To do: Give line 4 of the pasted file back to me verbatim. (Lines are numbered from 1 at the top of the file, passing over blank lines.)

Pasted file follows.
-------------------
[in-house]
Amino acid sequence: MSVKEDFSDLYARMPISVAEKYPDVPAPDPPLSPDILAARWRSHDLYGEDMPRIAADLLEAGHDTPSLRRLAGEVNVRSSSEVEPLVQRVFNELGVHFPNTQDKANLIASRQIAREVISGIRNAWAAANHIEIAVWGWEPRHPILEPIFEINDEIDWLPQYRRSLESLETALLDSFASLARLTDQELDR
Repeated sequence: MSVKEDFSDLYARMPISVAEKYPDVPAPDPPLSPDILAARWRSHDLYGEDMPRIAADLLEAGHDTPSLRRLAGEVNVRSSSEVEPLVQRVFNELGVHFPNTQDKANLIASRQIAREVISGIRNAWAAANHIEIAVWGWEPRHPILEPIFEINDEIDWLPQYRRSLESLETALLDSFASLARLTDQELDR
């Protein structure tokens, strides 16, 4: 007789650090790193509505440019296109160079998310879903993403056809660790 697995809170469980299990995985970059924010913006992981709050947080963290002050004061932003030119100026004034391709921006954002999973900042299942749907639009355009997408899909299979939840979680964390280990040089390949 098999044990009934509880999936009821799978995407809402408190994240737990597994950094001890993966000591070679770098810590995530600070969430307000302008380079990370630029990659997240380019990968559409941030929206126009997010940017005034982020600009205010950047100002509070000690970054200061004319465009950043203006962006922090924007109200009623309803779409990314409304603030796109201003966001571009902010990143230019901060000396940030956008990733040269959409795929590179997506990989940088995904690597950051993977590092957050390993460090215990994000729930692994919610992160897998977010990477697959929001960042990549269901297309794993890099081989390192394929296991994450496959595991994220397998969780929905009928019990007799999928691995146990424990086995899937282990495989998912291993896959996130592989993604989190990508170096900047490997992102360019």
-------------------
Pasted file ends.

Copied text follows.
């Protein structure tokens, strides 16, 4: 007789650090790193509505440019296109160079998310879903993403056809660790 697995809170469980299990995985970059924010913006992981709050947080963290002050004061932003030119100026004034391709921006954002999973900042299942749907639009355009997408899909299979939840979680964390280990040089390949 098999044990009934509880999936009821799978995407809402408190994240737990597994950094001890993966000591070679770098810590995530600070969430307000302008380079990370630029990659997240380019990968559409941030929206126009997010940017005034982020600009205010950047100002509070000690970054200061004319465009950043203006962006922090924007109200009623309803779409990314409304603030796109201003966001571009902010990143230019901060000396940030956008990733040269959409795929590179997506990989940088995904690597950051993977590092957050390993460090215990994000729930692994919610992160897998977010990477697959929001960042990549269901297309794993890099081989390192394929296991994450496959595991994220397998969780929905009928019990007799999928691995146990424990086995899937282990495989998912291993896959996130592989993604989190990508170096900047490997992102360019």